Creative Investigation

Love in the hands of Google


Once upon a time, my friend Julia went to a bar and met a man she called her soulmate. They had almost everything in common, but just enough things not in common to provide fodder for faux-bickering in that annoying flirty way two individuals about to get it on — either emotionally or literally — are known to do. He was cute, she brought him home.

Fast-forward through their mundane mid-week text exchange and cut to Sunday morning after a third sleepover at her apartment when he asked to use her computer to check his bank account or email or look for rings at Jared, whatever. She told him yes — of course her soulmate could use her computer.

But as he inched toward the computer to power the monitor on, Julia remembered what she’d done. It was too late to turn back now. The screen came on and there it was: his name typed into Google, and the slew of search results listed below it.

“You googled me?” he asked her. I would imagine the note of horrification on his voice matched the look on her face but I wasn’t there, so.

What I do know, however, is that what we have here is a common case of Creative Investigation, which is a term coined by my friend Danielle to define the inevitable “digital research” that takes place between one half of a whole (typically romantic) interaction prior to, let’s say, a date.

So, in other words, Julia was “creeping.”

We’ve all done it at some point, it’s just that unlike poor Julia most of us don’t get caught, and similar to watching MTV’s 16 and Pregnant, no one admits it. Creative Investigation ranges from the more common surname-plus-school Google search to highly advanced, CIA-style excavations involving a sum of every blurry detail you gathered save for his or her actual name. I know a guy who researched a girl he met in a bar based only off the sport she played in college and her hometown which she’d briefly mentioned. By their second date, she knew nothing about the fact that he knew all about her recent trip to Canada.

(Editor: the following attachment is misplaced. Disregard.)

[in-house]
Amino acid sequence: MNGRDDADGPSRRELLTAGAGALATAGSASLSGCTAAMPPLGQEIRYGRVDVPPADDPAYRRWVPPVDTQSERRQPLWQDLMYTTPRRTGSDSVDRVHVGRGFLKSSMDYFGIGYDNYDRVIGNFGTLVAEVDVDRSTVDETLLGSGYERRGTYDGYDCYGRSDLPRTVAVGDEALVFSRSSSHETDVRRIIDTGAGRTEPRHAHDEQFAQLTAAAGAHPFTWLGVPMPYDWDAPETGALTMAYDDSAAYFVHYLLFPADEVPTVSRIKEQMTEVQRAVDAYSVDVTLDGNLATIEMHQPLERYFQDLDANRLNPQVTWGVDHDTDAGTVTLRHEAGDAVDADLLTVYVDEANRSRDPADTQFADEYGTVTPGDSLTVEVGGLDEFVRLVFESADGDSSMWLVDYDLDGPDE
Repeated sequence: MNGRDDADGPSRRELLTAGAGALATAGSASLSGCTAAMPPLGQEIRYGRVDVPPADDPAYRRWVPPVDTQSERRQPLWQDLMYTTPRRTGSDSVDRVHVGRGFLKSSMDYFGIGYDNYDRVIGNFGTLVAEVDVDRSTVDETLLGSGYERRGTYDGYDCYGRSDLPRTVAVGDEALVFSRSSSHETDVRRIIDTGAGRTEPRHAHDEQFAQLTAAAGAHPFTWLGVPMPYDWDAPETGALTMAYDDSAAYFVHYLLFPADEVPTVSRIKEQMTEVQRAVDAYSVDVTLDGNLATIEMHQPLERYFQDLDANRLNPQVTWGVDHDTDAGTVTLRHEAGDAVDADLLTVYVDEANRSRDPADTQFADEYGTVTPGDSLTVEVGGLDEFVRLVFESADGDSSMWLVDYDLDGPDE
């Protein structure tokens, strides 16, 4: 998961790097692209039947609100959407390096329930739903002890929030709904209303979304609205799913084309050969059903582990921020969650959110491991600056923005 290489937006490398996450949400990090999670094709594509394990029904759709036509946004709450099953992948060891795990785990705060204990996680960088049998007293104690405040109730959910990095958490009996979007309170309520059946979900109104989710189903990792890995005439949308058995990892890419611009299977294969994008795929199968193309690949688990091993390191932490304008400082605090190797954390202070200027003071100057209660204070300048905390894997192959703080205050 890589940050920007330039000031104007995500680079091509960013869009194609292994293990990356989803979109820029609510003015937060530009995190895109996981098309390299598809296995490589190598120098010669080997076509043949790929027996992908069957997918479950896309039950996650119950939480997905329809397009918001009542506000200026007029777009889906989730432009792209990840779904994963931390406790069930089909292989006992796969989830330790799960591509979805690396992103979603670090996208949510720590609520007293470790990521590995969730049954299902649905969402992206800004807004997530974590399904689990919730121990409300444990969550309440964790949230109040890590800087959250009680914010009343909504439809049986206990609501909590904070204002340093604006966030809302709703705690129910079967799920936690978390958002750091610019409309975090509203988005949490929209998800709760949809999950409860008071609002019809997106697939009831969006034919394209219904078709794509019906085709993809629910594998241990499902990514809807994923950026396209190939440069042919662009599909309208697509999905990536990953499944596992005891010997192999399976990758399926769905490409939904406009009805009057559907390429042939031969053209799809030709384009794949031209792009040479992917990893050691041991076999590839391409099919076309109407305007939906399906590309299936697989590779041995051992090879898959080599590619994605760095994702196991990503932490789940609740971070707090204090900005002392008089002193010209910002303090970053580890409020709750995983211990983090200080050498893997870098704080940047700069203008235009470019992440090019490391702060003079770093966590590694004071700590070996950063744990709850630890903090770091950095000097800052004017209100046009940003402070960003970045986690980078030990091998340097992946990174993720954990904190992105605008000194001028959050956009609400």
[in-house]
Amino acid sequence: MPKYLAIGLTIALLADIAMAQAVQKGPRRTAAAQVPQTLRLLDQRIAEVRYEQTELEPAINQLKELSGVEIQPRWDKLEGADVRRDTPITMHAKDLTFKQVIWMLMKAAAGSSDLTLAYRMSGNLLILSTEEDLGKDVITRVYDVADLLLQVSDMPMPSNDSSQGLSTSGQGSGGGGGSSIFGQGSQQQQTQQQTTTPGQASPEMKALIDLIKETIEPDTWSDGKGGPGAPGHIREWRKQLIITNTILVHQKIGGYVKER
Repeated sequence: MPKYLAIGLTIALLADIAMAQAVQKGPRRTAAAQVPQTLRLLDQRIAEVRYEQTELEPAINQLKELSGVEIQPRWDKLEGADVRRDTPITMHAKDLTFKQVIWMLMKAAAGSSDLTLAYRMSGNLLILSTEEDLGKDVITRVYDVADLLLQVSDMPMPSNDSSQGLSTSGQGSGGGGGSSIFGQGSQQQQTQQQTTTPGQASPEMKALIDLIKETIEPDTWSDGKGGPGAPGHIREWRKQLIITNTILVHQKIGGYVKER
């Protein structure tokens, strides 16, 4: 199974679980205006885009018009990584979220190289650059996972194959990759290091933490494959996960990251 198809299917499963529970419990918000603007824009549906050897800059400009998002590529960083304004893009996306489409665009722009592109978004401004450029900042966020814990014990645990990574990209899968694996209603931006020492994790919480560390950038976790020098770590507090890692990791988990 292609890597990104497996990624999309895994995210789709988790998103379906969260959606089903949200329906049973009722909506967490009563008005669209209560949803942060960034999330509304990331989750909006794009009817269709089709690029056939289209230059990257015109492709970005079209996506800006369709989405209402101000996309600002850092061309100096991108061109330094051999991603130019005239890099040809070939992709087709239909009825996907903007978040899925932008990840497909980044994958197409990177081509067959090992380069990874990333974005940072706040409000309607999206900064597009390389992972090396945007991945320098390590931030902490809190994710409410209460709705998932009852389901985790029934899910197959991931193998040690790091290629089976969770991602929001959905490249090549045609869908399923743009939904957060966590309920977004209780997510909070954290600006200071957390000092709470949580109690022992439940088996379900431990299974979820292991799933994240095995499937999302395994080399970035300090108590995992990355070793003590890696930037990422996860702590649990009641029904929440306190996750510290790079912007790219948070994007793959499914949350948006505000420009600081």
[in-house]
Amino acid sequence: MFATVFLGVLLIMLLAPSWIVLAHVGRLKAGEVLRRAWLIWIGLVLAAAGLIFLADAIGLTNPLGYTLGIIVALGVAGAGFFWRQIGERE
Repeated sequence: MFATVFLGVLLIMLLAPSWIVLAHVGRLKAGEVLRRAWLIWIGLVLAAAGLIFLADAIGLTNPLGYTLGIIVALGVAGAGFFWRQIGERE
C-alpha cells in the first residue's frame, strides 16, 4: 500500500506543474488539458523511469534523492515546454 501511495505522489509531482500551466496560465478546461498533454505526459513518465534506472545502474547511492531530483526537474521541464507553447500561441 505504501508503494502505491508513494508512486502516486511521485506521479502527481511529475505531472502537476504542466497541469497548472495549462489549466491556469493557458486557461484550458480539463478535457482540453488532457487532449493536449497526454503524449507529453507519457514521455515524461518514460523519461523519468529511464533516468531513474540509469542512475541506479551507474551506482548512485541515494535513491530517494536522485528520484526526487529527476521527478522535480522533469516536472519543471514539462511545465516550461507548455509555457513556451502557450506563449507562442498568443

Our access to personal databases are as quotidian as brushing our teeth now. To follow an entity on Instagram or Twitter is, essentially, to stalk: Amelia Diamond is now following you. And to post, I suppose, is to elicit that attention. A notification that, in the past, might have driven someone to call the police — You have five new requests from strangers! — now equals nothing more than a number tied to self worth. Who cares if your newest follower is the masked killer from Scream? He just bumped you into triple digits on Instagram, baby. But mind the steak knife.

The thing is, just because we have the tools doesn’t mean we have to use them.

I only know of one person who flat out refuses to investigate potential dalliances using creative resources — even if it’s a blind date. “All I need to know is his name, and maybe what color sweater he’s wearing,” she says. “Usually I just look for the dude sitting solo, pretending to text someone.” No Lulu, no LinkedIn, nothing. It’s old school, really. When asked why she doesn’t use the tools made readily available to her, she responds with two answers: 1) she wouldn’t want someone looking up her history and coming upon unflattering shots from photo agencies and 2) she likes to give people the unique chance of starting with a clean slate. After all, no googling means no prejudices (see: Oh! He rowed crew!, or alternately, Ew! He rowed crew).

As for my friend Julia and her “soulmate” — he bolted shortly thereafter. She’s moved on and has conceivably learned her lesson as evidenced by her recently telling me that she clears her search history on a daily basis now. In that same breath, though, she did also say, “I really don’t think he stopped talking to me because I googled him. He probably just hated my sneakers.”